Orchestras worldwide are marking the Beethoven anniversary in various ways, from the predictable symphony cycles to recreations of the ‘super concert’ of 1808. Cologne’s Gürzenich Orchestra has gone one better and reinvented the ethos from which that concert was born in a programme that it has been taking to various European venues this month. The orchestra’s chief conductor, François-Xavier Roth, has put together his own ‘academy’ concert, which in Beethoven’s day was a showcase for the latest music, but with the twist here that works signifying Beethoven’s own modernity were combined with music from our own time.

François-Xavier Roth © Holger Talinski
François-Xavier Roth
© Holger Talinski

Each half of the concert was an hour-long sequence of largely uninterrupted music, applause being held back until the end of each. Roth had commissioned German composer Isabel Mundry to create musical links, entitled Beethoven Resonances, between the various works, which largely comprised sparing, atmospheric touches of percussion. In the academy tradition, scattered Beethoven movements were set against full works, namely his Emperor Concerto, together with, from our own time, a latter-day riposte to that work by Francesco Filidei and two short but impactful works by German modernist masters Helmut Lachenmann and Bernd Alois Zimmermann.

I have to admit that my heart sank when I saw reference to a choreographer being involved, though his contribution seemed to be confined to directing scattered musicians in the orchestra to stand up from time to time when they weren’t playing – all for no obvious reason. There was also some ‘direction’ of soloist Pierre-Laurent Aimard’s movements, again when he wasn’t required to play. To be frank, the subtle use of lighting was all that was required in the way of visual distraction.

Aimard eased his way into the first sequence with a handful of Beethoven’s Bagatelles, mashed up with Mundry’s aural binding agent, leading straight into the Emperor, a performance notable for its grandeur and energy. And then, in a designed way, things began to fall apart, with the UK premiere of Filidei’s Quasi una bagatella, a work that deconstructs the Beethoven concerto to witty effect: the soloist tries out single notes; the orchestra attempts to play a chord in tune and together; and the widest array of percussion is employed, with everything from popping bubble-wrap to a squeezy toy. Given that this Italian composer’s previous credits include a work entitled Killing Bach, this piece was endearingly if scurrilously affectionate.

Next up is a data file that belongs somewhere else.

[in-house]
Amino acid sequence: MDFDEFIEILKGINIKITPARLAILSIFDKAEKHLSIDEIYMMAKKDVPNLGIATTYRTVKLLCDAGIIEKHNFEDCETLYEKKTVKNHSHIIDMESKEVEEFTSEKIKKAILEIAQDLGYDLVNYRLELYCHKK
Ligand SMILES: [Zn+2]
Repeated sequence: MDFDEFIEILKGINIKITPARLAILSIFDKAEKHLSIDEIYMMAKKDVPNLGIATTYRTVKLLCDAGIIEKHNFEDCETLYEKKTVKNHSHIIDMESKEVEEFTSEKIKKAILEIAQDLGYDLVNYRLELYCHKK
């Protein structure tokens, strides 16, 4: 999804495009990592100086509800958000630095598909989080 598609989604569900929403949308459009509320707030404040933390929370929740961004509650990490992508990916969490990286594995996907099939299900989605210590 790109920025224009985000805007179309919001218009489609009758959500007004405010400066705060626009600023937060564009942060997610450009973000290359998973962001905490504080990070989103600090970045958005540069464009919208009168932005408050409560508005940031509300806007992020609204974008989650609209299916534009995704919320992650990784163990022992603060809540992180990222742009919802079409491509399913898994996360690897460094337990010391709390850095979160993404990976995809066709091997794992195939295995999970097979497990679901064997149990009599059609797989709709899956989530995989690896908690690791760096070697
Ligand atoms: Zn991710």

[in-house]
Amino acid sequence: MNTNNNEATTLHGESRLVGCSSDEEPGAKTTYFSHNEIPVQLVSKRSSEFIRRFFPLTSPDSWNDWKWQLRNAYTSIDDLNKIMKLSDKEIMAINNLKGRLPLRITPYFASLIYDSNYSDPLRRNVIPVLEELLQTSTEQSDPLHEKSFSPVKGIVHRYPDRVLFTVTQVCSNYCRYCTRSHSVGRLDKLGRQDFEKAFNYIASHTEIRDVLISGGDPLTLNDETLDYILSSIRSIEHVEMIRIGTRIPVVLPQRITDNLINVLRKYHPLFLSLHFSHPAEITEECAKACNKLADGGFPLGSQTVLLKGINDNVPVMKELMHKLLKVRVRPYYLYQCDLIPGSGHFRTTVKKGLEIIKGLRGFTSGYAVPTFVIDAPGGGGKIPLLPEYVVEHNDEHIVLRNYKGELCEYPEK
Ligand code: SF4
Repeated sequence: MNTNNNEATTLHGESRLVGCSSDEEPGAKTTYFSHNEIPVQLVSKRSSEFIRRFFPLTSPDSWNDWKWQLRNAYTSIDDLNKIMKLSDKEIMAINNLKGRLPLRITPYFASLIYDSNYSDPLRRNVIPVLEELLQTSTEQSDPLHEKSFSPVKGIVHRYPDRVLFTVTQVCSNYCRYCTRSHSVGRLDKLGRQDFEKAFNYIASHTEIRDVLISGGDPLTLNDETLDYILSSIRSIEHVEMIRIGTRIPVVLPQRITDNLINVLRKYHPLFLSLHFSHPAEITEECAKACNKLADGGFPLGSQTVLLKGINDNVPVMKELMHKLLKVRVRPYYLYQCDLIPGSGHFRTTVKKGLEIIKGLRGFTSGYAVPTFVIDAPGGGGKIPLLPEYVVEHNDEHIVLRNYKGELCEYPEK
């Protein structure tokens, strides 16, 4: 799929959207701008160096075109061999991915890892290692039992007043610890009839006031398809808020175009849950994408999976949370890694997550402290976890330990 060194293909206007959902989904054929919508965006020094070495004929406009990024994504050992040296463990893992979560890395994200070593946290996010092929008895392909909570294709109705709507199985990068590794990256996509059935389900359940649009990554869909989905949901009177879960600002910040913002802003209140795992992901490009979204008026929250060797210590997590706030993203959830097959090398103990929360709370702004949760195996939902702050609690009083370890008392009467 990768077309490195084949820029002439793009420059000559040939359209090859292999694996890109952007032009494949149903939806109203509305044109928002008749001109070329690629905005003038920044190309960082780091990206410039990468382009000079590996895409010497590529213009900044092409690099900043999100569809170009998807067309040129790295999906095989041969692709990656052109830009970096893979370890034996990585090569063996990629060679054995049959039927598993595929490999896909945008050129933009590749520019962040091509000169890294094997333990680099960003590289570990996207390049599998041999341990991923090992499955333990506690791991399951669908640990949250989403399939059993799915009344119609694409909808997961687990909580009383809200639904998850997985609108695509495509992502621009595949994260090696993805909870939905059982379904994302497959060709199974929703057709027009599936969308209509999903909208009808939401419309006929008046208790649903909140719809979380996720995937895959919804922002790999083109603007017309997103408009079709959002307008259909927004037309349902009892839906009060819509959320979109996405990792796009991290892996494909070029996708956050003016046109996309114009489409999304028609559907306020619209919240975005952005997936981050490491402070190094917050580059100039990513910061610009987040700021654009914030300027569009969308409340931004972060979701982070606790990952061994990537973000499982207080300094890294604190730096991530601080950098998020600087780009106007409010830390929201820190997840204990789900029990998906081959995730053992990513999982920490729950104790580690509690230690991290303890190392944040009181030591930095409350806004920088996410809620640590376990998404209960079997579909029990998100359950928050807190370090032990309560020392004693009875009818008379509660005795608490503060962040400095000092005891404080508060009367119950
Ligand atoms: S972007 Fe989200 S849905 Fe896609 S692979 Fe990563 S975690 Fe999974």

Part two opened with the slow movement of the Moonlight Sonata, segueing, via more Mundry, into Lachenmann’s Tableau of 1988, a sonically theatrical showcase for the composer’s resourceful use of the orchestra and unusual demands on his players, who often seemed to do anything but play their instruments in the normal way. Then came two of Beethoven’s more revolutionary symphonic movements, the opening Adagio-Allegro of his First Symphony and the Allegretto from the Seventh – here the clunky transition from one to the other was one of the few miscalculations of this continuous, sequential approach to programming. The Allegretto, in particular, like all the Beethoven in the concert played vibrato-less in period manner, was just a little over manicured. Roth kept the dactylic rhythm stable, but souped up the dynamic and expressive contrasts to detrimental effect.

Some more silent stage theatricals brought Aimard back on to the platform to play Beethoven’s final sonata movement, the Arietta from Op.111 – or at least an excerpt thereof: having given a surprisingly puritanical rendition of the ‘boogie-woogie’ variation he was cut off in his prime by the arrival of Zimmermann’s Photoptosis (1968). This fierce and furious exposition of orchestral colour, revealing the Gürzenich’s corporate virtuosity at its best, seems at the opposite pole to Beethoven’s motivic way of working, but in its glittering assault on the ears it made an apt conclusion to the programme, its centre briefly quoting from the Choral Symphony, as well as Scriabin, Wagner and Tchaikovsky, as a way of hearing the past through the ears of the future.

Roth’s stated aim is to reinvent the concert programme. As an experiment, it certainly made a change from the standard meat-and-two-veg variety, though I’m not convinced it is an approach that can be taken much further without becoming clichéd itself, fascinating and enthralling as this one-off was.

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